Country Facts and Folklore
By Andy Reddick


Excitement was bound to fill the air as settlers began to catch their first glimpses of a steamer rounding the river bend with its tall smokestacks churning out black smoke. Bells clanged, whistles blew, and suddenly there was the nostalgic sound of a steam calliope loudly playing New Orleans style music! Passengers stood against the rails of each deck waving to the throngs who gathered along the river banks. Onlookers jumped up and down yelling and cheering!

Before the Civil War, 11,000 paddlewheel steamboats plied the waterways throughout the United States ranging from small, tugboat-like vessels to floating palaces. They were known for their verandas decked in gingerbread trim, Dixieland jazz music, grand staircases, Southern belles, and riverboat gamblers. It was a culture, a lifestyle, made famous by Mark Twain’s “Life on the Mississippi.”

The Steamboat Era on the Des Moines River lasted from 1837 to 1870 when the Army Corps. of Engineers finally declared the river unfit for navigation. Many steamboats had plied the river during those years, the largest of which was the 485-ton Jeanie Deans. She measured 236 feet long, 38 1/2 feet wide, and required a 5 1/2 foot hold. During a period of high water in 1852, this huge steamboat churned its way up the Des Moines with no difficulty. When the water suddenly began to recede, the Jeanie Deans made an abrupt exit back to the Mississippi where it was safer to travel.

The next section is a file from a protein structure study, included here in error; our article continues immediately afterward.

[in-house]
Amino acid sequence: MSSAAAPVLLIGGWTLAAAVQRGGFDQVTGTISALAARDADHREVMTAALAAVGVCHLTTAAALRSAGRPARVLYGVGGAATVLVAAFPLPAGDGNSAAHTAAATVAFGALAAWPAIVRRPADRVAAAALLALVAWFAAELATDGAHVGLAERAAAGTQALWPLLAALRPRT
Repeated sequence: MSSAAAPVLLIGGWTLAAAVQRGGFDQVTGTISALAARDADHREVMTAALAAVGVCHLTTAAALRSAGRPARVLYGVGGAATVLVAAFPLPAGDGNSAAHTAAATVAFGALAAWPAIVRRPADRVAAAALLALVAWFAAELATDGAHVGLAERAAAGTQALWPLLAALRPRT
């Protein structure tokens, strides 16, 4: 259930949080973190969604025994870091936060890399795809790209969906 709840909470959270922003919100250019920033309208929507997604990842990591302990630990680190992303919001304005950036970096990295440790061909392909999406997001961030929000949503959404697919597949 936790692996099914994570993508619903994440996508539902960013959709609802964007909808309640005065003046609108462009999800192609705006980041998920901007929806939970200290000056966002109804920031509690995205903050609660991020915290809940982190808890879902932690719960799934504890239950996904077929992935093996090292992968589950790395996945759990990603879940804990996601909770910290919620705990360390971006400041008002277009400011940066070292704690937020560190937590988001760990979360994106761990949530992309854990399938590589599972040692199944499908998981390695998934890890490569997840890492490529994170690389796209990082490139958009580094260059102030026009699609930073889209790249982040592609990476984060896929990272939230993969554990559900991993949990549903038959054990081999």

The sight of such a large steamboat on the Des Moines must have been spectacular! Today, several dozen steamboats operate up and down the Mississippi, ranging in size from the 90 foot long converted tugboat Lonestar (at Dubuque) to the three giant queens that sometimes pull into the Port of Burlington. Each of these mammoth floating hotels presents a grand sight and a delightful view of the old steamboat days.

Built in 1925, the Delta Queen features a calliope and is 285 feet long, 60 feet wide, 43 feet high, and demands a 9 foot hold or draft. Also featuring a calliope is the Mississippi Queen built in 1976. With 7 decks, this vessel is 382 feet long, 68 feet wide, 53 feet high, and has a 9 foot draft from the waterline. The largest steamboat ever built is the American Queen, built in 1995. This structure is 418 feet long, 89 feet wide, 97 feet high, and has an 8.6 foot hold. Each are elegant and glamorous, although they offer a rather slow means of travel. The American Queen averages just 11 miles per hour!

It is interesting that Mark Twain once said “Someday man will figure out how to travel seven hundred miles per hour, yet he’ll still want to travel just seven!”

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Contributed to the Van Buren Co. IAGenWeb Project by Andy Reddick